I love exploring new places and landscape photography. Traveling to Europe for my first time was something which I had never imagined. It was a great opportunity to visit Barcelona Spain with a small cohort of photography students. In this post I will share two locations, and how the shots were achieved.
However excited I was before flying off, I did some research and planned my own itinerary of the places I wanted to go within the short span of five days. I wanted my trip to be as fulfilling since I may not come again anytime soon.
Before departure, I had brought two pieces of luggage with me; a medium-size empty suitcase and a hand carry luggage which half of the load were my camera equipment, including a tripod! Just before check-in, I stuffed my non-equipment into the suitcase so it will be lighter on board.
La Sagrada Familia Tower
I was probably the only person in the group that went up the tower that evening. The entrance fee into the cathedral hall costs 16.50 euros. However, access to the tower costs a whopping 35 euros. The price of the tower ticket had raised all of a sudden, and as much as I was reluctant to shell out the money, I thought I would not come by again anytime soon.
Barcelona City Lights: A view of the city from the tower of La Sagrada Familia Cathedral.
Being a popular tourist attraction, security in the cathedral was tight. Visitors had to place their belongings in the designated locker room before going up. Not even my camera bag or tripod was allowed. I carried two lenses and a set of GND filters in my jacket. upon reaching the bridge of the towers, it did not seem like a crowded place.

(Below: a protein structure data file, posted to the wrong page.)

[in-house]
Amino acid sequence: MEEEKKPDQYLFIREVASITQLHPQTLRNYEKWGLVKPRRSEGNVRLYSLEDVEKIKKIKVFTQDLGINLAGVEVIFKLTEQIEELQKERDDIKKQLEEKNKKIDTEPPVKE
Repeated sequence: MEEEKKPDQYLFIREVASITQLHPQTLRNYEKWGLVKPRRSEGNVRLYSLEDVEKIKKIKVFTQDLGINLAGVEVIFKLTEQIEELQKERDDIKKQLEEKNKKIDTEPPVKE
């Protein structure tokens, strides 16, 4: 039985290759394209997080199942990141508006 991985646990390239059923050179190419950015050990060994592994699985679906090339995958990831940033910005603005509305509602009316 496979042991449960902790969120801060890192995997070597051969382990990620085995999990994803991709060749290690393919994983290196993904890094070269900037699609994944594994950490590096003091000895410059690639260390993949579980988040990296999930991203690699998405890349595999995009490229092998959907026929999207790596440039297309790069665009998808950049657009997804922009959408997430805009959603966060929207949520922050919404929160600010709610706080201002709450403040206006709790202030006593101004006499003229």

My idea was to capture an evening view of the city, just as its lights come on. After surveying, I found the spot I liked and stayed for an hour, waiting for the sunset, until the closure of the cathedral.
on post process, I took multiple exposures and blended them into a single image. Although I took a lot of images for that evening, they were not as impactful as the piece above.
Going up the tower was a unique experience, not quite same as I had imagined. Nevertheless, the view from the tower was amazing.
Parc De la Creueta Del Coll
Apart from the must-go-to touristy places in Barcelona, I was searching for something off the beaten track. While researching for locations, I came across one called, ‘Turo de la Rovira’, a relatively less well-known attraction to tourists, due to it difficult accessibility. It has a bunker on the hill which offers a great panoramic view of the city. I had planned to get there to catch the sunset.
Before setting off, I asked for directions on getting to the hill. Finding the bus stop alone was a good challenge. Apparently I was advised wrongly and ended up in a different location, ‘Parc de la Creueta Del Coll’. This park was created from an abandoned quarry and it’s crescent-shaped cliff accessible, directly adjacent to’Turo de la Rovira’. I missed the sunset while on the way to the summit.
Barcelona at twilight.
It is easy to think that there is a flat ground at the top of the cliff and its fences follow its ridge lines. However, that was not the case. Its fences prevent people from falling over and it does not mean accessible paths. There was a cross at the summit, and I did some night photography with long exposures.
I choose a low angle setup and set my camera to multiple-exposure on 30 sec shutter speed. I figured by anchoring the cross in the middle, I would b able to include elements of the trees, rock, moon and background light, all in one frame. It was difficult to see the composition on camera from the low angle, and it was dimly lit.
Most of the images above were shot with my 16-35mm wide angle lens and on tripod. I stayed up there for about 2.5 hours. Thankfully it was a night with moonlight and I was able to make my way down safely.